Ragtime is another primary influence on the music that became jazz. A complex through-composed music initially the product of mid-western piano players, ragtime captured driving syncopation that added to the mix that became jazz.

Registered in 1899, “Maple Leaf Rag” is the composition most associated with Scott Joplin, the most recognized composer in the genre. Having no actual recordings of Joplin playing, this recording of a piano roll that he recorded for player piano playback will have to suffice.

We’ll follow Scott Joplin’s version with Jelly Roll Morton’s. Mostly forgotten by 1938 when this was recorded, Jelly Roll Morton, of whom much more later, found in Alan Lomax, at the Library of Congress, an audience interested in his reminiscences of early jazz. Here he contrasts ragtime piano playing with jazz piano. Note how he captures the style of a whole band, playing distinct parts with each hand (trumpet-clarinet with the right and trombone-rhythm with the left.)

Maple Leaf Rag. Scott Joplin
(Scott Joplin-piano roll). 4/1916 (Smithsonian Collection of Classic Jazz)
Maple Leaf Rag. Jelly Roll Morton solo
(Jelly Roll Morton-p/voc). 5 – 12/1938.
Down Home Rag. Wilbur Sweatman accompanied by Emerson String Trio
(Wilbur Sweatman-cl, Nathan Glantz-c-mel, Malvin Franklin-p, ?-vln). 12/1918.
Although not considered a jazz player, clarinetist Sweatman composed and recorded ragtime music for small ensembles in the 1910s, forming a bridge to early jazz. He became the executor of the estate of Scott Joplin’s widow.

Blues.
Every early jazz player included songs in blues forms in their repertoire and blue notes in their collection of musical effects. Arguably, the earliest blues recorded were in a form that is closer to what we now consider jazz. Later, for example Blind Lemon Jefferson recording from 1926, blues began to be more associated with rural guitarist/singers.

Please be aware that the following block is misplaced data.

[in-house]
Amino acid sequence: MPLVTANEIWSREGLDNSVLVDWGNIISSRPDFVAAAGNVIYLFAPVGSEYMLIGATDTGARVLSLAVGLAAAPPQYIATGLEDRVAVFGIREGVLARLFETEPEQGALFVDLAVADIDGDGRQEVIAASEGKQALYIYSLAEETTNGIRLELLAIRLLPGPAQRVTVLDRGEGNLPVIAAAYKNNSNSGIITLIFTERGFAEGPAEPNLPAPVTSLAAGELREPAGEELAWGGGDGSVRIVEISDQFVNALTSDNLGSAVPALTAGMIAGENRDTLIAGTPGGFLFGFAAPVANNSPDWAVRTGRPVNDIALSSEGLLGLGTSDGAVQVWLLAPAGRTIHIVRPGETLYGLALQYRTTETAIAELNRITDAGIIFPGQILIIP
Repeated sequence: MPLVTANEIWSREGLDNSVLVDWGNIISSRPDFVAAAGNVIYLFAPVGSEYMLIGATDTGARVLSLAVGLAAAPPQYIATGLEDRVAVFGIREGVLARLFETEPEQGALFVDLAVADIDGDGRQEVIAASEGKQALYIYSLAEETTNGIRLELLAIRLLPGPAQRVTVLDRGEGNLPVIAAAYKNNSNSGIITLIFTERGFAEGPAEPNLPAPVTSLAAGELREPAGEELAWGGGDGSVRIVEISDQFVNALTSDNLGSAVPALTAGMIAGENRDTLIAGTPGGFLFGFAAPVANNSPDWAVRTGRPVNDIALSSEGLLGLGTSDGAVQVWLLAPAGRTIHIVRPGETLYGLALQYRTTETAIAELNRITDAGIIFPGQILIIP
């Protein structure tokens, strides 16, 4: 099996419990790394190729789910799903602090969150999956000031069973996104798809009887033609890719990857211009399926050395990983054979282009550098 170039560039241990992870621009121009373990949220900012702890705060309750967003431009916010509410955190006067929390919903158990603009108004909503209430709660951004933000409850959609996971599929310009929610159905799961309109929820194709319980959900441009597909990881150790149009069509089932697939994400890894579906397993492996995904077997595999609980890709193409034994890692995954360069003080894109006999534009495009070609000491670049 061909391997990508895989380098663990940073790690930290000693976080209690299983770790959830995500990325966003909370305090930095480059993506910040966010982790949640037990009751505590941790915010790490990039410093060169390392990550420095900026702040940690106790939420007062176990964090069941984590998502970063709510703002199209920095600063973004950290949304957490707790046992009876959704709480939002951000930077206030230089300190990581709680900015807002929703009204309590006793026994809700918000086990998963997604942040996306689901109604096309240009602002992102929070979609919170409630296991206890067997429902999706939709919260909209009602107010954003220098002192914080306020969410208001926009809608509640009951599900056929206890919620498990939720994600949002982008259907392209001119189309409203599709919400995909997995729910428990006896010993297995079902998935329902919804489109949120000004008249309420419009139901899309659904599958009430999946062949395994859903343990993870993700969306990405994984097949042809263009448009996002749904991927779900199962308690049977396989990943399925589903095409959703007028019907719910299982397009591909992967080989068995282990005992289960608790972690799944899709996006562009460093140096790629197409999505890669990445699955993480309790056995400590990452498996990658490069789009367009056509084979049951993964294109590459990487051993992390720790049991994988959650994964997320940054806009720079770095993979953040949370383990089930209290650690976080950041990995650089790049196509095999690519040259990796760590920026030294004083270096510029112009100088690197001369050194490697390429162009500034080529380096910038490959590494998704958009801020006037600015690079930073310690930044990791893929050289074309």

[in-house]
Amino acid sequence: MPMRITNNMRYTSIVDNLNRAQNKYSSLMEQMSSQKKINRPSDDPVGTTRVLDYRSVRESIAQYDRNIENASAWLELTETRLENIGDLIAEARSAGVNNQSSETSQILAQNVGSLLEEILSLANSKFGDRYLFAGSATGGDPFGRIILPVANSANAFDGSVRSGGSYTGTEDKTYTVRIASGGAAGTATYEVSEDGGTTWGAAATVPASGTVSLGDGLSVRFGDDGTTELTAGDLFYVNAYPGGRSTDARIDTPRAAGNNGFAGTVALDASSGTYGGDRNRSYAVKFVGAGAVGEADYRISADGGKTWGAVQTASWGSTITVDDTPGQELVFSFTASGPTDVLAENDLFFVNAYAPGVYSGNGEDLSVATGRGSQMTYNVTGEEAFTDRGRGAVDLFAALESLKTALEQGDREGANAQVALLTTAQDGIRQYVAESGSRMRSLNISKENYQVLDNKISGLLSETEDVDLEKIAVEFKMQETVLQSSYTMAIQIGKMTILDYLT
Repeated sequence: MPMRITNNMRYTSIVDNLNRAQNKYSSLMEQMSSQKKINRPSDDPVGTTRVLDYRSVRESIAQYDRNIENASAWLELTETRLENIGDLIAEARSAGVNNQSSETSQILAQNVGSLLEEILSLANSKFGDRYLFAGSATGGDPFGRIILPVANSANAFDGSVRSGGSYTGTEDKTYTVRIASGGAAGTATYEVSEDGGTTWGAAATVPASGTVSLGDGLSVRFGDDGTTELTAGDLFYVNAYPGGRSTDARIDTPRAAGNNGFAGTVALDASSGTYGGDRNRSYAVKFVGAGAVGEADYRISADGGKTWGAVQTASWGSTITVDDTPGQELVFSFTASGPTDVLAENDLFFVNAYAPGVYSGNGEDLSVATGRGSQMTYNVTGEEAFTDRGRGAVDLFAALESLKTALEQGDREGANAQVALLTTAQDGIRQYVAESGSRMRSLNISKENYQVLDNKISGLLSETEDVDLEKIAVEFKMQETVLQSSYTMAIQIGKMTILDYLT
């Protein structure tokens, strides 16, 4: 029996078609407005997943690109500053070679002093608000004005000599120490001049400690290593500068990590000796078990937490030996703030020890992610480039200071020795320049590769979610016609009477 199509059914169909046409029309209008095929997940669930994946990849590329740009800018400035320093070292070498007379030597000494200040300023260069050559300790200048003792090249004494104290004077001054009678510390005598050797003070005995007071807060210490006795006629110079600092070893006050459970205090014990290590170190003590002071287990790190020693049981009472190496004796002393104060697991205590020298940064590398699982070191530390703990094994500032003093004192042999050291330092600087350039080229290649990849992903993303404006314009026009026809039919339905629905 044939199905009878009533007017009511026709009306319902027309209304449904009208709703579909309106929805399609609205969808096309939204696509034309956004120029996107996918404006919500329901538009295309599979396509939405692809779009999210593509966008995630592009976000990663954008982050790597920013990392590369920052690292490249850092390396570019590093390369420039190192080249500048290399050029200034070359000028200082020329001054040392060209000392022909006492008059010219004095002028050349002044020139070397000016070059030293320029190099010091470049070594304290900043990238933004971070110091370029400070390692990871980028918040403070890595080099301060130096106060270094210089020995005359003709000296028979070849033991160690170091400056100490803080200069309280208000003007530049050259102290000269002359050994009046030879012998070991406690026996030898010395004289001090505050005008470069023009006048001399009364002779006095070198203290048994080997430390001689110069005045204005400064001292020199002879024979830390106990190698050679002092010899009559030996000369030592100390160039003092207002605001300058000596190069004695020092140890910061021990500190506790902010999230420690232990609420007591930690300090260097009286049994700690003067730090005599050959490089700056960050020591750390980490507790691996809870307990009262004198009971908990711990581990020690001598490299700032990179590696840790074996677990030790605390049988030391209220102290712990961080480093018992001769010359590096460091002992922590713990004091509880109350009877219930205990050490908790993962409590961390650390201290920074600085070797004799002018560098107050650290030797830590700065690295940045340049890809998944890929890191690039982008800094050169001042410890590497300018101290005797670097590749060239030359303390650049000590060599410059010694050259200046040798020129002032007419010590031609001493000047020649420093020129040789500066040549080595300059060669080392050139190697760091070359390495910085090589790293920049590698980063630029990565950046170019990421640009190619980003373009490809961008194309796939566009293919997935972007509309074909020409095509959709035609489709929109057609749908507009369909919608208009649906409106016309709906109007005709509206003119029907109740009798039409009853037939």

Although not in a traditional blues form, Crazy Blues carries the reputation as the first “Blues” vocal record ever released and was certainly the first recording by an African-American woman. With huge sales, it created a market for black vocalists supported by brass-reed-rhythm ensembles including numerous “Classic Blues” singers.

Crazy Blues. Mamie Smith and her Jazz Hounds
(Addington Major-cor, Johnny Dunn-cor, Dope Andrews-tb, Ernest Elliot-cl, ?-bss, Willie “The Lion” Smith-p, Leroy Parker-vln, Mamie Smith-voc). 8/10/1920.
St. Louis Blues. Bessie Smith
(Louis Armstrong-cor, Fred Longshaw-p/harmonium, Bessie Smith-voc). 1/14/1925. (Smithsonian Collection of Classic Jazz)
“St. Louis Blues” was first published by WC Handy in 1914 as a blues within a ragtime structure (and recorded by ODJB in 1921), this version with Bessie Smith with Louis Armstrong cemented the place for this composition in the jazz canon.
Joe Turner Blues. Wilbur Sweatman & His Jass Band
(Clarence “Piccolo” Jones-ts, Henry Minton-ts, Williams-as, Wilbur Sweatman-cl, ?-bs, ?-bsx). 4/1917.

Vaudeville.
The active black theater circuit featuring minstrelsy and vaudeville performances provided an armature of performers and song forms that adapted elements of jazz, acting as a popularizing force.